Rising Xenophobia in Germany
For months the flow of refugees has not stopped. As it might not be a long term solution to allow the increasing amount of refugees to access Europe, one significant issue is still the willingness of European states to house refugees. Germany, the country leading the efforts to aid this record flow of refugees takes on responsibility by housing up to 500,000 asylum seekers. At the same time the nation becomes more and more divided into refugee supporters and rejecters, the latter growing more rapidly.
The German economy is in desperate need for qualified employees and thus welcomes refugees. Though, among the German citizens a national debate has sparked over a seemingly rise in overt racism and intolerance – in a nation highly sensitive to both. Recent actions by citizens that straight away sympathise with refugees and their suffering are without a doubt exemplary. On the downside, however, a brand of xenophobia has returned to one of Europe’s most welcoming nation. The number of attacks on homes for people seeking asylum or refugees themselves have doubled during the last month with rising tendency. One of the latest examples of what causes friction between residents and asylum seekers is Meissen, a city of around 30,000 residents, in the formerly communist East of Germany. Due to a surplus of untenanted buildings in the rural areas in Germany the government predominantly attempts to place asylum seekers in those areas. In Meissen the city leased a newly renovated apartment building to house asylum seekers which triggered the residents’ tolerance to went up in smoke. An escalating rash of violence, protests and newly formed anti-asylum seekers groupings were the result. As arsons and similar attacks are not rare anymore it reminds of the waves of anti-foreigner violence in the early 1990s. Since intolerant comments about asylum seekers on social media or racist acts are no longer kept anonymous but meet more and more approval the German anchorwoman Anja Reschke issued an on-air critique of the attacks made verbally and physically, triggering a blistering debate on social media.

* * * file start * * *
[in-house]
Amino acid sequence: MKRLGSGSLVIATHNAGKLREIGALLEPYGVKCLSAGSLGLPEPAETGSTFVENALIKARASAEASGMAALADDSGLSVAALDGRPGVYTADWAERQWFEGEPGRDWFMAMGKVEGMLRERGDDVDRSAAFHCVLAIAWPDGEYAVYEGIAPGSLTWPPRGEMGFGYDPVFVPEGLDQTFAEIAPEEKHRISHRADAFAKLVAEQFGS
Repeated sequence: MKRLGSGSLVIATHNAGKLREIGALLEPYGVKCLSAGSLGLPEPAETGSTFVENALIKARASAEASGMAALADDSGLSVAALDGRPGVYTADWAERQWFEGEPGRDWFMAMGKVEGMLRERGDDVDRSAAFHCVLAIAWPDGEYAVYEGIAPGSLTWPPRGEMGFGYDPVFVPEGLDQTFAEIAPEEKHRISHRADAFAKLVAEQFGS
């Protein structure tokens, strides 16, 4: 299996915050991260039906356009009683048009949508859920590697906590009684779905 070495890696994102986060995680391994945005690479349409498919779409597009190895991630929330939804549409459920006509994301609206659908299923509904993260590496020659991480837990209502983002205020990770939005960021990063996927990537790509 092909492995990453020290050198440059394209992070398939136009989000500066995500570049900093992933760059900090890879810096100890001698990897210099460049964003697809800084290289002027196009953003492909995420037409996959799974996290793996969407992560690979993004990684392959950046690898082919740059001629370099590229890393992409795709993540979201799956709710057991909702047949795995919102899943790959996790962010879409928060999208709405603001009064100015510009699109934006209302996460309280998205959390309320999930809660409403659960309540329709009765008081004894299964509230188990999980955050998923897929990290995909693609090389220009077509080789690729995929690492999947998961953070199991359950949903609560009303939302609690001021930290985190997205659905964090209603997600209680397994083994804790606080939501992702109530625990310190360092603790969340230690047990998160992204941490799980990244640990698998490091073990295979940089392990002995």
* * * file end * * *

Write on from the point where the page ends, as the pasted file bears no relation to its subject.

What has sparked this brand of xenophobia? Friction is clearly on its peak in areas where diversity levels are low. In rural areas, preferably used to place asylum seekers, society is predominantly white. Adding the fear of losing or worsening one’s economic position results in xenophobia. Sayings like “foreigners take away our jobs” that circulate for decades are not only unreasonable but actually depict the personal dissatisfied economic position of an individual. As Rev. Bernd Oehler, also a refugee activist in Meissen, said precisely
“They are afraid. They don’t know about their futures, and now there’s a new issue for them to worry about with the refugees. They were looking for a scapegoat, and they found one.”
Media has contributed to this in positive and negative ways. On the one hand the refugee crisis might been ignored longer without the news coverage of the suffering at the coast of Lampedusa. However, Islam and cultural differences asylum seekers bring to Europe are still depicted in a rather negative way, especially with ISIS being equated with Islam. The unknown triggers a behaviour among citizens that is similar to hate. In the end one should not forget that we are all human beings who could suffer the same situation one day. Especially those among us,who experienced flight and expulsion, might empathize with the refugees.
Featured Image: Gmihail at Serbian Wikipedia (https://commons.wikimedia.org/wiki/File:Refugees_in_Manjež_park,_Belgrade.jpg), „Refugees in Manjež park, Belgrade“, https://creativecommons.org/licenses/by-sa/3.0/rs/deed.en